Reben and his team unleashed 20 of the little guys (called Blabdroids) to collect people's reactions, and what they recorded was just astounding. The end result was a collection of incredibly sincere, honest moments -- what people would loathe to admit in a probing conversation, was offered freely to a tiny robot with wheels and a quirky smile. After confessing that she wanted to lose weight so her mother could see her healthy before she died, one woman's face contorted in surprise and for a moment seemed to forget who -- or what -- she was talking to.
"You asked!" she yelped, before lightly smacking the droid's head as if it could feel anything at all.
It's not a surprise to see people reacting so openly to a machine -- history has shown that it doesn't even have to be that cute. Created at MIT in 1964, ELIZA was basically one of the world's first chatbots, a bit of code that could basically mirror your statements back at you in the form of a question ("ELIZA, I don't think my dad likes me." "Why doesn't your dad like you?"). It sounds rudimentary, but students and staff eventually talked to her for hours on end, transfixed by the idea of something that would listen but couldn't judge. Blabdroids don't judge either, and the meticulously designed face -- with its wide head, half smile, and cutout ears -- was designed to give people a sense of safety and control. Once that was established, they talked as if they couldn't help it.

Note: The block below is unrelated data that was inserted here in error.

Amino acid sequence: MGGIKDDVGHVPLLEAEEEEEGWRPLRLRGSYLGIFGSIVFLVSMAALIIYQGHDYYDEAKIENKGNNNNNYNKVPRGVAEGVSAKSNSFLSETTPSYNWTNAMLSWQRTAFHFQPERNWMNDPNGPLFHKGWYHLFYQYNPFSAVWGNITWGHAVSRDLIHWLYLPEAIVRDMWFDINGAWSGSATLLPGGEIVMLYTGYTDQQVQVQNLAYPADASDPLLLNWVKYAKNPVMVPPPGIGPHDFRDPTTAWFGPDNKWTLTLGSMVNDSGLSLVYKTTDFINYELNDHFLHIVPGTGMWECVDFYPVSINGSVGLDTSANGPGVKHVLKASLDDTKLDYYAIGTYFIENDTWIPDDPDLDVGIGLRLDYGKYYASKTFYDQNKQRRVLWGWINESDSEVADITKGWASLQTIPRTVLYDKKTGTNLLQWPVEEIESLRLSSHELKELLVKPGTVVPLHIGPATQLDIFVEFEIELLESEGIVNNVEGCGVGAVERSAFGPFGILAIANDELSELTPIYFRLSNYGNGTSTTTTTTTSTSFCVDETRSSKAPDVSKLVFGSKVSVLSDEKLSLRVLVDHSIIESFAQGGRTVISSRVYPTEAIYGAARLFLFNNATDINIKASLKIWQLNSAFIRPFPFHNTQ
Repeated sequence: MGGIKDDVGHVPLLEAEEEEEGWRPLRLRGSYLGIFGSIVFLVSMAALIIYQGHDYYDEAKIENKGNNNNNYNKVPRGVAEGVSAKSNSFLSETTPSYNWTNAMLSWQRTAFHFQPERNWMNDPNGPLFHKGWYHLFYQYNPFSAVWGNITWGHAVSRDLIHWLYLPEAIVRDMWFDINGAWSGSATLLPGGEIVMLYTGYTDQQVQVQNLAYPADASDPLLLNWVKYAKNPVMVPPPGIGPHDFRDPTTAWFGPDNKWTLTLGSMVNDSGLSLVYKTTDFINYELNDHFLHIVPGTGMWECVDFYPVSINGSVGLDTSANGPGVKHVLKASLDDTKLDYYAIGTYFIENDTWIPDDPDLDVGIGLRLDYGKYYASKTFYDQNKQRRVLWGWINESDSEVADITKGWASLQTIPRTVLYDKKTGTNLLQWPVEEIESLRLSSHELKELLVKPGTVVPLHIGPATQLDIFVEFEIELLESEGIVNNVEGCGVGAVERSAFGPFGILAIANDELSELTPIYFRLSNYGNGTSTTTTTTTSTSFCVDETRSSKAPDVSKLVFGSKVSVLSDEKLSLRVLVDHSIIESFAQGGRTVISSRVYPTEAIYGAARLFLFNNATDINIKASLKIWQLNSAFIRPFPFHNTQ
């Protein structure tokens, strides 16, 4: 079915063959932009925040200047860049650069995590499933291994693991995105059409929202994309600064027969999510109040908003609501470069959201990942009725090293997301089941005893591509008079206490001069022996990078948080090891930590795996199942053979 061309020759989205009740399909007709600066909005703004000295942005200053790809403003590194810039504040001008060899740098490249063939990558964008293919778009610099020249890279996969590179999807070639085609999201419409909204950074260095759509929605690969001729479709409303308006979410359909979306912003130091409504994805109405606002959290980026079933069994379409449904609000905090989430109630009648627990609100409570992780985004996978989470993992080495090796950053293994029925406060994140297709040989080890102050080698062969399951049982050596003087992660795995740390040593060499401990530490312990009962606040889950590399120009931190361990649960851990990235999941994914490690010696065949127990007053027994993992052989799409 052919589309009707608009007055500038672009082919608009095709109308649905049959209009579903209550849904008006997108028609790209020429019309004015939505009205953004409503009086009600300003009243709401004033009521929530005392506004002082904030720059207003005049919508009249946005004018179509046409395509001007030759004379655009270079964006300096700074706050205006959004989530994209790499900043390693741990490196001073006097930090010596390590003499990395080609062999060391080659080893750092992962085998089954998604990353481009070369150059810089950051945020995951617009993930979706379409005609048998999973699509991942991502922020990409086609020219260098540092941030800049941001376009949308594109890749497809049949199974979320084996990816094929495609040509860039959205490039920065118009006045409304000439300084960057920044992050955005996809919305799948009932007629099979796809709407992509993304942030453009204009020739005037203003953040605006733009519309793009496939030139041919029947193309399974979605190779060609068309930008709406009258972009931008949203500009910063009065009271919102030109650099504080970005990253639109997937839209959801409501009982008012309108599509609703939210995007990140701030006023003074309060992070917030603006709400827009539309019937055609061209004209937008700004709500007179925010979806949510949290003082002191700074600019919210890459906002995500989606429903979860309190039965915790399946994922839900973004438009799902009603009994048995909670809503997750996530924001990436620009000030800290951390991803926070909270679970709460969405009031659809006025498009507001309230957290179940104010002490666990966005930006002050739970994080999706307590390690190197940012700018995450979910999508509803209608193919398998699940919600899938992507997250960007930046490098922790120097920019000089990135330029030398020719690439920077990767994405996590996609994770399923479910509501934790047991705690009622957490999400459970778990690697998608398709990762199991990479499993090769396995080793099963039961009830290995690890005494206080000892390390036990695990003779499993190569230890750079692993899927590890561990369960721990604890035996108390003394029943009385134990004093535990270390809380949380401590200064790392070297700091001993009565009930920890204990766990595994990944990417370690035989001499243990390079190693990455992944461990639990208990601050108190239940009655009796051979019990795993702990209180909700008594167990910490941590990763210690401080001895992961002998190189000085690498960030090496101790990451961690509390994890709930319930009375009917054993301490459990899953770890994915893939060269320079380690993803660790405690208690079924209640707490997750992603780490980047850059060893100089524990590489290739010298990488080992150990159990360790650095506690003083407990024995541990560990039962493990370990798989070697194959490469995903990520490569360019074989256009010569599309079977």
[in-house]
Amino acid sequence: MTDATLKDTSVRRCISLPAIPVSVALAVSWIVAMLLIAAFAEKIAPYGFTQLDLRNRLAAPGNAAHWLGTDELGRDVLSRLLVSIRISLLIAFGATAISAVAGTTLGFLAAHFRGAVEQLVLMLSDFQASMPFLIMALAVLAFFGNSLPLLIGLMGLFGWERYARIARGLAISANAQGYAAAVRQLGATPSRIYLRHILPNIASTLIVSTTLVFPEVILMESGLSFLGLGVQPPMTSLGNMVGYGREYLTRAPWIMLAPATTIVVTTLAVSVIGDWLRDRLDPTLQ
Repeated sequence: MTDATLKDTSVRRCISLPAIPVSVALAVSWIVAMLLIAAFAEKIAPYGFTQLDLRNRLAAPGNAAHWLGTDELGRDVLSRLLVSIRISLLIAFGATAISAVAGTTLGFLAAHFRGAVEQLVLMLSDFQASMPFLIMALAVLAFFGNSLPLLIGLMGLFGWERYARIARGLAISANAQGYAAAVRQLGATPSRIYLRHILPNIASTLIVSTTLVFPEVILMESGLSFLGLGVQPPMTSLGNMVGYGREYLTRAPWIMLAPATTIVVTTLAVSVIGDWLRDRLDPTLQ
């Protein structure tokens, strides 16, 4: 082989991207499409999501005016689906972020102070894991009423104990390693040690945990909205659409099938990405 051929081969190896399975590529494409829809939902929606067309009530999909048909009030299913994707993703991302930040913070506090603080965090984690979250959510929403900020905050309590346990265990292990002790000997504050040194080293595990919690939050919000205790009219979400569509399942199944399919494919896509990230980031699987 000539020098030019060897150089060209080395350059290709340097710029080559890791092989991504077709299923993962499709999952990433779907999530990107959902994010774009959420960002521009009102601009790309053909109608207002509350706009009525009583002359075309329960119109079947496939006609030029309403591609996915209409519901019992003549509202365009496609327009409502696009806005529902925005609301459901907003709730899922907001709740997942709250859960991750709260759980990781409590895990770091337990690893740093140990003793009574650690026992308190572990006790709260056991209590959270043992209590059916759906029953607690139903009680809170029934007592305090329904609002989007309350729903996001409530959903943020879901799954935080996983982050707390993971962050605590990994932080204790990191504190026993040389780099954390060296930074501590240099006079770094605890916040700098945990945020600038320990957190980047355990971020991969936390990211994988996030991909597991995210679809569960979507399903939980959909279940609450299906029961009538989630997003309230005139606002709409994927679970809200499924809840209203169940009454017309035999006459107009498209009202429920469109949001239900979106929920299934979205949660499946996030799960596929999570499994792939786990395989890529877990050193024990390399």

Reben told Engadget editor-in-chief Michael Gorman on-stage at Expand NY 2014 that he's exploring where else a robot with the capacity to listen endlessly would be able to help people. He's had a few conversations about getting those Blabdroids into places where people don't have anyone to talk to (like hospices), or into the hands of people who can't express themselves well (like those with autism). We've already seen the elderly take a shine to a seal-like robot in Japan, and an autistic child build a not-so-one-sided relationship with Siri. The value to these people seems clear, but the ethical questions aren't insignificant. After all, isn't it exploitative to use unfeeling machines that tug on very primal parts of the brain to emotionally manipulate people? To provide with them with the impetus to divulge distasteful truths or trick them into thinking something cares about them? The jury's still out on that, but Reben offers one example of a genetically conditioned companion that no one bats an eyelash at.
"A lot people say things like social robots and forming relationships with them is a net bad for society. As a species we've already created a companion - the dog."